There are four Herpesviruses that are widespread in the horse environment and that are associated with a variety of disease syndromes in horses. They are called Equid Herpesviruses 1, 2, 3 and 4 (EHV-1, EHV-2, EHV-3 and EHV-4).
Equine Infectious Anemia (EIA), sometimes called 'swamp fever' is an infectious disease that causes acute, chronic or symptomless illness, characterized by fever, anemia, swelling and weight loss in horses, ponies, mules and donkeys.
This condition takes its name from the comparable human condition, metabolic syndrome. It is a complex, multi-factorial problem involving numerous body systems. In humans it increases the risk of stroke, heart attack, diabetes and other potentially serious medical disorders.
EVA is a highly contagious disease that can cause a 'flu-like' illness of varying severity and occasionally abortion or even death in horses. It is found in many different parts of the world and is endemic (widespread) in many continental European horse populations.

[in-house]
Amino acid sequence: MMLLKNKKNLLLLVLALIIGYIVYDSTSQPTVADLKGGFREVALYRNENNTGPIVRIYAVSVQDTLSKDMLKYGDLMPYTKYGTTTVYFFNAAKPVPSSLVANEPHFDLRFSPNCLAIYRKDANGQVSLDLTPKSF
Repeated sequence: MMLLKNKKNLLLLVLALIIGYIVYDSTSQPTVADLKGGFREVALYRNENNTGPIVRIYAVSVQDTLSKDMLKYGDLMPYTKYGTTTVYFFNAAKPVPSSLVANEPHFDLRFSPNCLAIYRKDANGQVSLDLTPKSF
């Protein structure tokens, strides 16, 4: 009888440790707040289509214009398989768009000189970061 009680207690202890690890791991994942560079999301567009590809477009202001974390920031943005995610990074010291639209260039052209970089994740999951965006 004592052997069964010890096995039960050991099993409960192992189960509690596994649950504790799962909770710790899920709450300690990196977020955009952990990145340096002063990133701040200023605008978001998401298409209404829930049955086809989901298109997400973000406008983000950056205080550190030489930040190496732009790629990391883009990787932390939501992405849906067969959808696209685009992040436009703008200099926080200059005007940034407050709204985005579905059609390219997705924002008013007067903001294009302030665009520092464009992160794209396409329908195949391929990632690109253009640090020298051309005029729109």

Horses are kept for many different reasons including athletic competition, breeding, pleasure riding and companionship.
Injuries to the eye and surrounding areas of the head and face are relatively common in horses and ponies due to their inquisitive nature and as a result of 'arguments' with each other and with structures such as stable doors, fence posts, trees, etc.
In pregnant mares, unlike most other animals, antibodies do not cross the placenta into the foal's blood stream before birth. Therefore, when a foal is born it has no natural defence mechanisms against infection because it has no antibodies, that are the blood's special immune proteins, with which to fight infection.
It is a well recognized saying 'no foot no horse'. Caring for your horse's feet and hooves and ensuring that he is attended to regularly by your farrier will safeguard his long term soundness.
Horses and ponies often receive cuts and other wounds particularly on their face and legs. Many require just simple first aid measures, while others require the attention of your veterinarian.
The expected birth of a foal from a favorite mare is an exciting but worrying time for many horse owners. Ideally, help and advice should be sought from your veterinarian or someone with experience in foaling mares, in good time before the event.